Jenkins up for Wales ton
FRONT-ROW warrior Gethin Jenkins will clock up 100 caps for Wales today, five months after one of the "lowest points" in his rugby career.
The Cardiff Blues prop is set to join Welsh centurions Stephen Jones, Gareth Thomas and Martyn Williams when he runs out against Millennium Stadium visitors Argentina (2.30).
It is 11 years since Jenkins, who will be 33 tomorrow, featured for his international debut against Romania.
Long since established among the finest loose-heads the professional era has seen, he has also had a fair share of setbacks, highlighted by this summer's British and Irish Lions tour to Australia when he flew 10,000 miles and did not play a game.
"It was probably one of my lowest points," said Jenkins, reflecting on the calf muscle problem that meant an early journey home from Down Under.
"Having to leave the Lions tour after working for years to get there, getting selected and then having to go home was tough."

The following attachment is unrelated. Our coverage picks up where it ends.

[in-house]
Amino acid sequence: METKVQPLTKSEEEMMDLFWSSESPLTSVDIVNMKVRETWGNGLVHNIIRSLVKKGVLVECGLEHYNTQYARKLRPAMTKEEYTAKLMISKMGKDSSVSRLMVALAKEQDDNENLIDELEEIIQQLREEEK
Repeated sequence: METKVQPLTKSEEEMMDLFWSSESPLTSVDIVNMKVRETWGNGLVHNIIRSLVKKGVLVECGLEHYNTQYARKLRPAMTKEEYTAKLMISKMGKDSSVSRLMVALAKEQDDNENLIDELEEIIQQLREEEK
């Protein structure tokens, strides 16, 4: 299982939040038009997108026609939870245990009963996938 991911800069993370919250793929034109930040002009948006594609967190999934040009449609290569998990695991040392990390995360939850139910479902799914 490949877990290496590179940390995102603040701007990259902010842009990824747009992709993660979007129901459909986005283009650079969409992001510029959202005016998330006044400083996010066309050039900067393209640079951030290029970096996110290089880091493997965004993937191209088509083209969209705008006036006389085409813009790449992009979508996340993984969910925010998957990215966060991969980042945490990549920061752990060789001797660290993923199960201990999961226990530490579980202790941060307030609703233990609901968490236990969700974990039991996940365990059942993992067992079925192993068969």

But many highs have accompanied him on the road to hitting three figures, notably four Six Nations titles, three Grand Slams and a World Cup semi-final.
And the accolades have rightly flowed this week, with Wales coach Warren Gatland describing him as "a sensational player," assistant coach Rob Howley as "phenomenal" and his teammate Mike Phillips hailing Jenkins' "exceptional" ability.
"I suppose it's a weight off my mind, really," added Jenkins, on getting to 100 caps. "After the game perhaps I will think about it a bit more because you are so tied up in the week with the build-up to the game. I suppose that afterwards I can look back and think, 'Yes, I got to 100'.
"The game has got a lot more physical over the last few years. It has completely changed from the way it was when I first started. I don't remember much about my first cap, although I do remember being pretty nervous before it. It was up in Wrexham, which was a bit different from the Millennium Stadium, but I can't remember anything that happened in the game."
For the record, Wales won 40-3 and Mefin Davies and Martyn Madden were Jenkins' front-row colleagues.